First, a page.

Category Archives: Los Angeles


Pompeii dog

My fascination with ancient Rome probably is in-built in my very Roman name, but it started in earnest when I read, as a child, “Quo Vadis” by Nobel Laureate Henryk Sienkiewicz. The adventures of Licia, the covert Christian in love with a pagan Roman, her runs in the catacombs and the, more or less, true to life descriptions of ancient Rome, resonated with me and captivated my imagination.

Pompeii with Vesuvius in the background

My first trip to Pompeii was also as a child and walking along the cobblestones where I imagined carriages driving by, real bread being made in the ovens and real people sleeping in frescoed bedrooms are all vignettes that stayed with me. I fell in love with the famous Pompeii dog and children and never mind that no dog or bodies were inside the casts that were made mostly in the 19th century, by filling the vacuums the ashes had created.

The myth of Pompeii endures because it’s impossible not to be moved by a site where the past comes alive so tangibly – yet, what we see today was heavily bombed during WWII and quite a bit of restoration took place. Pompeii has come to represent all those natural (or man-made) calamities that have haunted mankind through the centuries.

It’s the myths of Pompeii and the art that this ancient site inspired, from Victorian paintings to Robert Rauschenberg that are being explored in a new exhibition at the Getty Villa in Pacific Palisades. There are very few artifacts from the archaeological site but, rather, a plethora of art pieces and artifacts that take the viewer through depictions of Pompeii through the centuries, all the way to Hollywood, interactive visual and audio material and, all in all, a very different and unexplored take on a very dead city.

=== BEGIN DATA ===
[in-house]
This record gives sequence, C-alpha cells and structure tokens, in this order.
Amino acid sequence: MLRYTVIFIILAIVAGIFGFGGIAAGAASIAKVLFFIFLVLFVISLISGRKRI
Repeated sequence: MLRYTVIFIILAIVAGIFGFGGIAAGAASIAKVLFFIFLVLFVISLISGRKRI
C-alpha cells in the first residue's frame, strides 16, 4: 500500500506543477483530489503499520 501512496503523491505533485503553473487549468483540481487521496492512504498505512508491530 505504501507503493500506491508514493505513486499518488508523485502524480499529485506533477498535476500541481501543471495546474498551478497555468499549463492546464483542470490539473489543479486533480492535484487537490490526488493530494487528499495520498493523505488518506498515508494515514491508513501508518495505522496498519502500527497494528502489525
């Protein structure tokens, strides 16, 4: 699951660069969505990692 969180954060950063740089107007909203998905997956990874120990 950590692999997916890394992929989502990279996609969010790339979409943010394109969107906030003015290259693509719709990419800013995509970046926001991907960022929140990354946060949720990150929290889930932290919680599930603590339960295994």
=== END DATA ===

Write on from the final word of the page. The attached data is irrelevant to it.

The exhibition “The Last Days of Pompeii” – Decadence, Apocalypse, Resurrection opens on Wed Sep 12 and runs until January 7, 2013.




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Remember the time when food truck was synonym for “roach coach”? A greasy spoon to be found at amusement parks and construction sites? A place where you wouldn’t eat unless it was out of sheer necessity? How things have changed in the last half-dozen years. Fancy painted trucks specializing in Korean BBQ, Indian dosas and everything in between are a Los Angeles born and bred fad. And a pretty successful one at that.

Trucks named Garbage Plate or Schmuck Truck have Facebook pages, Twitter feeds, location schedules and thousands of devotees.

A friend mentioned a lobster truck a few nights ago and, when a lobster roll craving struck, I braved the crowds, the trendiness factor and engaged in hand to hand combat to get a parking spot on Abbot Kinney in Venice on a Friday night where, between 6 and 9 pm, it’s food truck central.